Posted on Fri, Nov. 26, 2010
last updated: March 15, 2013 11:57:59 AM
WASHINGTON — Months ago, when Republican Rep. Dan Lungren proposed the first major change to the new health care law, his idea fizzled.
He wanted to get rid of what he nicknamed the Universal Snitch Act: It's a provision in the law that would force businesses to report any transactions of more than $600 to the Internal Revenue Service.
Now his idea has picked up momentum: It is part of the new GOP Pledge to America, which House Republicans are promising to enact next year, and it won a key endorsement earlier this month from President Barack Obama.
"It's kind of interesting to go from being a guy who's the pest on the windshield to being one of the leaders in something," said Lungren, of Gold River, the incoming chairman of the House Administration Committee. "When I first brought it up, there was concerted effort on the Democratic side not to even acknowledge what I was doing."
The president cited Lungren's bill as an area where he can work with the new GOP House majority.
At a news conference, Obama said the provision "appears to be too burdensome for small businesses" and should be examined.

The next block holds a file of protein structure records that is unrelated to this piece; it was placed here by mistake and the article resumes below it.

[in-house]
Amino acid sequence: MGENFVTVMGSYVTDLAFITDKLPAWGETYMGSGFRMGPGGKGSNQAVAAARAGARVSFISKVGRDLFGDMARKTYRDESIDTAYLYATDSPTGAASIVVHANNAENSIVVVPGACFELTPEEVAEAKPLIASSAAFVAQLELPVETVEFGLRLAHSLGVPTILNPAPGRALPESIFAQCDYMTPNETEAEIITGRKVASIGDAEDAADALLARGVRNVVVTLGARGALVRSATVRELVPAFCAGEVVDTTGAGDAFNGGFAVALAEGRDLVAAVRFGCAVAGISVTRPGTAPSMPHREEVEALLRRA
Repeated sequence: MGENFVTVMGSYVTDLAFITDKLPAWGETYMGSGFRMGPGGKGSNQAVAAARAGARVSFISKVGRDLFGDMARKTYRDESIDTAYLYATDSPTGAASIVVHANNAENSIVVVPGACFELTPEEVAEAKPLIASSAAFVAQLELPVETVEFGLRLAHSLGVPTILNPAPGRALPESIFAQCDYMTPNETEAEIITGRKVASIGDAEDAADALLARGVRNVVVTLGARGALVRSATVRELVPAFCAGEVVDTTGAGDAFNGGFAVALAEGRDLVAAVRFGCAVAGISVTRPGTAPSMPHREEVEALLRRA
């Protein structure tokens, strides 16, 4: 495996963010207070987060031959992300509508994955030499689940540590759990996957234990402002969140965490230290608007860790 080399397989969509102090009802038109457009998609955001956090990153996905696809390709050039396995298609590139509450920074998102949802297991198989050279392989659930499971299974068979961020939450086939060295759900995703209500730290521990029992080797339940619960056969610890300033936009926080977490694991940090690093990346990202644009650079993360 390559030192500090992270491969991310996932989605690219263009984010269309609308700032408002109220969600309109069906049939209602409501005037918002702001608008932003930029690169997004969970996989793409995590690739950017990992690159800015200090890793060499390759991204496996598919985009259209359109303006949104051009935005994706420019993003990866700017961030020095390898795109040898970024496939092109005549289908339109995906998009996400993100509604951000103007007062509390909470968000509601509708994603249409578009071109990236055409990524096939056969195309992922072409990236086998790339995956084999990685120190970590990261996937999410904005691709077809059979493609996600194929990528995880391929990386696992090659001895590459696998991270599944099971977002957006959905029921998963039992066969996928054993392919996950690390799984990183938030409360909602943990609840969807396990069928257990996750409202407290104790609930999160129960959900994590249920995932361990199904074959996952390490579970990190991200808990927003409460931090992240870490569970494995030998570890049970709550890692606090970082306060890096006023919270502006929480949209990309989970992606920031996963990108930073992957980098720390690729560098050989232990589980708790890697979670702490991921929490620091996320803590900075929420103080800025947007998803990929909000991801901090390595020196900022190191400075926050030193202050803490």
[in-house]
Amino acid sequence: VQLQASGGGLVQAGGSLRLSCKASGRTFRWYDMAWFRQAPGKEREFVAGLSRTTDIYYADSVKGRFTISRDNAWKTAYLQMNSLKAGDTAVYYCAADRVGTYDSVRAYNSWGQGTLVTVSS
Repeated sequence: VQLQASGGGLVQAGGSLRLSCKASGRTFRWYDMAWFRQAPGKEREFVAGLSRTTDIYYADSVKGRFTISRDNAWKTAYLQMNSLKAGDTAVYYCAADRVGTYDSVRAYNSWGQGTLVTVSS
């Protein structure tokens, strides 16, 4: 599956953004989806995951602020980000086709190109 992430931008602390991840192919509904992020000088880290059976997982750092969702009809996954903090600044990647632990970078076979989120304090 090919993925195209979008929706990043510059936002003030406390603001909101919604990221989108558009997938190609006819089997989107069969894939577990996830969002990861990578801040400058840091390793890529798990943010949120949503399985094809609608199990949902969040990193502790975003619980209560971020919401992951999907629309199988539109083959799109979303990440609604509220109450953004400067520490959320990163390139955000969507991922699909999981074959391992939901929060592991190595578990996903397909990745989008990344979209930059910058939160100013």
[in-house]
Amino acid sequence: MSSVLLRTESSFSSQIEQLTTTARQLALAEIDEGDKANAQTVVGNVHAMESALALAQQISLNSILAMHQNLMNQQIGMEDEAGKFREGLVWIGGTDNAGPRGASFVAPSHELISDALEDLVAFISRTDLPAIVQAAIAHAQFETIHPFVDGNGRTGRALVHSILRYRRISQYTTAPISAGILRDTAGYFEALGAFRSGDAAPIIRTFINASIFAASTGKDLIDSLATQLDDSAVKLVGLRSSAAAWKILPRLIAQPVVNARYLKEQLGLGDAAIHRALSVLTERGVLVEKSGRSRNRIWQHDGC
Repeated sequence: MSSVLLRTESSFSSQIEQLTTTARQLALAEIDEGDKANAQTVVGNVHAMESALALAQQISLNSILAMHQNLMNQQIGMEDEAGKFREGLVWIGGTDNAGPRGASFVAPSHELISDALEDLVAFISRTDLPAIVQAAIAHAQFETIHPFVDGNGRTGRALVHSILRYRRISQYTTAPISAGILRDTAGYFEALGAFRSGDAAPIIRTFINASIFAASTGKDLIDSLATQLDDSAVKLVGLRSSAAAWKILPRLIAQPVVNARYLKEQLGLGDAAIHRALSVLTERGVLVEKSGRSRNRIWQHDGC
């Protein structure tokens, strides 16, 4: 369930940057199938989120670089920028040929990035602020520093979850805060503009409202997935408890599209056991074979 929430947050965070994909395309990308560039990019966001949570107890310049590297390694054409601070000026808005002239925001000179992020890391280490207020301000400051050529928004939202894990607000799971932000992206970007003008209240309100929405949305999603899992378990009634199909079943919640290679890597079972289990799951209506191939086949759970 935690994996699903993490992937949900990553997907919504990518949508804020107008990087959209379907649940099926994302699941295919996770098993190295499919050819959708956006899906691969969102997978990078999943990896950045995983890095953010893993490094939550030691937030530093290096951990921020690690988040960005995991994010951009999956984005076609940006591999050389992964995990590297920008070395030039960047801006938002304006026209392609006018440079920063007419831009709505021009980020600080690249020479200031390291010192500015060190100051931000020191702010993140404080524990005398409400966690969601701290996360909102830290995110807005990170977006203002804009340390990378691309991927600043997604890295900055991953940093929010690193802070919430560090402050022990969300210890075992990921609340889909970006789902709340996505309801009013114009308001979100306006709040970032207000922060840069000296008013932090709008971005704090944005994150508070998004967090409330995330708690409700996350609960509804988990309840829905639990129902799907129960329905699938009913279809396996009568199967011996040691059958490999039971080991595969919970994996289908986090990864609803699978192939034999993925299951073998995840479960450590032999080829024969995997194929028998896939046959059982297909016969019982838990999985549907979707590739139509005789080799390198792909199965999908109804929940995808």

"It just involves too much paperwork, too much filing," the president said. "It's probably counterproductive."
He said the measure was designed to raise revenue to pay for other provisions in the bill.
"But if it ends up just being so much trouble that small businesses find it difficult to manage, that's something that we should take a look at."
Replied Lungren: "I'm pleased that the president has said that it's burdensome."
Lungren's bill, called the Small Business Paperwork Mandate Elimination Act, has 179 co-sponsors, including Republican Rep. Tom McClintock of Elk Grove. A similar bill has been introduced in the Senate by Republican Mike Johanns of Nebraska.
The legislation would scrap a provision in the health care law that would require businesses to file a 1099 tax form whenever they purchased more than $600 worth of goods or services from an entity or individual.
At a Senate hearing last week, Lawrence Nannis, chairman of the National Small Business Association, called the mandate "an ugly byproduct" of the health care law.
"The only solution to the huge problem posed by the new 1099 reporting provision is full repeal," Nannis said.
Lungren said the law would allow the federal government "to have a paper trail for every purchase you make."
Even though it took him months to get the bill on the Washington radar, Lungren said his legislation "explains itself" and has not attracted any significant opposition.
"Once you see it, how can you justify it?" he asked of the mandate.